Ppt of anatomy of neck & ML imp

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  • The anatomy of the neck.
  • Ppt of anatomy of neck & ML imp

    1. 1. Anatomy of Neck & itsMedicolegal importance.Presenter Dr Gopal G HargiPG in FM& T
    2. 2.  Neck is a very prominent & vital part .Eventrivial injuries can cause death withoutshowing any signs. There are very vitalstructures in a relatively small & unprotectedanatomic region making it very vulnerable tofatal injuries. Moreover the Neck is an area which can beeasily grasped and immobilized
    3. 3. Anatomy and Physiology
    4. 4.  Lower border of mandible lies b/w C2 & C3. The front of the lower pharynx & upperoesophagus lie the larynx & trachea. On each side of the pharynx is the carotidsheath,containing the common & internalcarotid arteries & the IJV with the cervicalsympathetic trunk behind it. The Platysma –a broad flat sheet of musclelies superficial to the layers of fascia.
    5. 5.  Coll’s fascia :The space among the structures ofneck are filled with loose areolar tissue.Thestructures of the neck are mostly supplied to moveup & down .This fascia is a laminar condensation of looseareolar tissue in neck produced by the movementsof these structures. These laminar condensations take different namesin different regions & are continuous with eachother or indirectly. These loose areolar tissue form sheaths whichenclose muscles and their moving structures
    6. 6. MODIFICATIONS/LAMINAE/EXTENSIONS OF DEEPCERVICAL FASCIAHAS 7 MODIFICATIONS1. INVESTING LAYER2. PRETRACHEAL LAYER3. PREVERTEBRAL LAYER4. CAROTID SHEATH5. BUCCOPHARYNGEAL FASCIA6. TEMPORAL FASCIA7. PHARYNGOBASILAR FASCIA
    7. 7. INVESTING LAYER ATTATCHMENTS ABOVE- EXTERNAL OCCIPITAL PROTUBERANCE,MASTOID PROCESS, EXTERNAL ACOUSTICMEATUS, BASE OF THE MANDIBLE BELOW- SPINE OF SCAPULA, ACROMION PROCESS, CLAVICLE, MANUBRIUM STERNI FRONT- HYOID BONE & CONTINUOUS WITH THE FASCIA OF THE FASCIA OF THE OPPOSITESIDE BEHIND- 7TH CERVICAL VERTEBRA, LIGAMENTUM NUCHAE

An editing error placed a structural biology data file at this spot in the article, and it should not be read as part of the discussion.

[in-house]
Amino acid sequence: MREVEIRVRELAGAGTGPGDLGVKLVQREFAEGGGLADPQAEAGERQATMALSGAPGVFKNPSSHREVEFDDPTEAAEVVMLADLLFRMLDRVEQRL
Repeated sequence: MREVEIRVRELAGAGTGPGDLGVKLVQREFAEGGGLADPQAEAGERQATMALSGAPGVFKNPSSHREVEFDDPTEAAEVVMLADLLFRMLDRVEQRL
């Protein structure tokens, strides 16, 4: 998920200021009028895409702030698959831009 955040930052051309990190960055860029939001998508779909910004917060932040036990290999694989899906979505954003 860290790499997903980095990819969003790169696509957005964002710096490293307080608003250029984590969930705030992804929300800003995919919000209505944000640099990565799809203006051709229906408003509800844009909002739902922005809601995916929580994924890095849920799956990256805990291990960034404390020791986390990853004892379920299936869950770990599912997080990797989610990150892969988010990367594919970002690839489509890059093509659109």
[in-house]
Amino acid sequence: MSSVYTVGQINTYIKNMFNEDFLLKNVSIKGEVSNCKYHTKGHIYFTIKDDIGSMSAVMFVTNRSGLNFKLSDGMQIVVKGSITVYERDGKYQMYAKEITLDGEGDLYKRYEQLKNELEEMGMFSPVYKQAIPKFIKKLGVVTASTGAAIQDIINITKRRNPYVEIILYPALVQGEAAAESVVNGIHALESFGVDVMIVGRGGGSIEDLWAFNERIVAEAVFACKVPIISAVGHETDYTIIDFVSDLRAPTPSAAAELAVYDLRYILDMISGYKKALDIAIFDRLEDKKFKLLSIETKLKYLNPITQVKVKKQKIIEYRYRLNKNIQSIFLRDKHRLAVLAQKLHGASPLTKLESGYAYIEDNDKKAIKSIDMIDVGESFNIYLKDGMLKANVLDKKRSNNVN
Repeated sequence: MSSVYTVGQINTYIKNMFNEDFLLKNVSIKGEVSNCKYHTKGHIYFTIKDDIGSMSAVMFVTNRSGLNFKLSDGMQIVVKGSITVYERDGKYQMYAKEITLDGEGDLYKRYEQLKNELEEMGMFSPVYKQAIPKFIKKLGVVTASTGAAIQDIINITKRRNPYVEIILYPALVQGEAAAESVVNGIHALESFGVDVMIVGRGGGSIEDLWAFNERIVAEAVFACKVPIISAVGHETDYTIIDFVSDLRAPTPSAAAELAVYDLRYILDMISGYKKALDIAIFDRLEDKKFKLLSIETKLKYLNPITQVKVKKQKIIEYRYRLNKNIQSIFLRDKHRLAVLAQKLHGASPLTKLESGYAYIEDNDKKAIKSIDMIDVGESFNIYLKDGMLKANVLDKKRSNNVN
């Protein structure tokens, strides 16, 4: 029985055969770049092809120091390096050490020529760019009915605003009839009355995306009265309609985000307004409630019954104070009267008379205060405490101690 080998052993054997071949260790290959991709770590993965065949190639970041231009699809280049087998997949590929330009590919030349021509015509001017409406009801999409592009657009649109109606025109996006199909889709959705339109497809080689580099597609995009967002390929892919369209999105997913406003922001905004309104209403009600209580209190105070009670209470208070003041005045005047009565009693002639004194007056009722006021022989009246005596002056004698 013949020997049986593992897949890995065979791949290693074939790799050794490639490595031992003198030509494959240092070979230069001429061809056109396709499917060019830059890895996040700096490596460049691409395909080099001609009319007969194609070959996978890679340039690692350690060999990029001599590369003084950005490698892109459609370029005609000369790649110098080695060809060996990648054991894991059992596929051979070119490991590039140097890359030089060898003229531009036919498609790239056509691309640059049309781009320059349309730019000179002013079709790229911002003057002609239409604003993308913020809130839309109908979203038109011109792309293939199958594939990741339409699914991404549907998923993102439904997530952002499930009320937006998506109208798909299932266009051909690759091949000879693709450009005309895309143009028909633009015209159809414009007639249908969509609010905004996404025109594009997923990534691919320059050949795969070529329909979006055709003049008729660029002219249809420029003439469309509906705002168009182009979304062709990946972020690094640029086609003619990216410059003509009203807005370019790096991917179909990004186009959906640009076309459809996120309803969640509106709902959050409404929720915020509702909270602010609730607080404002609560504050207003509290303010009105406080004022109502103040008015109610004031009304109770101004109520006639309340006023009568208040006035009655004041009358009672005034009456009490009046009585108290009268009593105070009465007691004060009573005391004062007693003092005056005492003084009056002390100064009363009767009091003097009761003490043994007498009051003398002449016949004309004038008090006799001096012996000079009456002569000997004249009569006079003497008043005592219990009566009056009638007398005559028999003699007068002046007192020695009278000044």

8. 8.  CCA ,arises from the left side of AOA. It lies in the medial part of carotid sheath . Upper border of C4 the CCA bifurcates. The carotid pulse can be felt by pressing againstthe anterior tubercle of the tranverse process ofC6 vertebra. ICA ,at its commencment there is a bulge , here the arterial wall is thin & contains thebaroreceptors which is supplied by the 9th & 10thnerves which control the CVS . carotid body is a small structure behind thebifurcation of CCA & contains baroreceptors whichmaintain oxygen saturation.
    9. 9.  IJV forms a jugular arch in the suprasternalspace i.e between the sternal & clavicularhead of sternocleadomastoid tendon. Larynx lies below the hyoid bone in themidline of the neck at the level of C4-C6vertebra.
    10. 10.  The AJV commences beneath the chin & passesdownwards ,side by side beneath the platysma tothe suprasternal region.Here they pierce the deepfascia & come to lie in the suprasternal space. Carotid sheath consists of a network of areolartissue that surrounds the carotidarteries(c&i),IJV,Vagus nerve & some deep cervicallymph nodes. It is thin where it overlies the IJV ,allowing thevein to dilate during increased blood flow.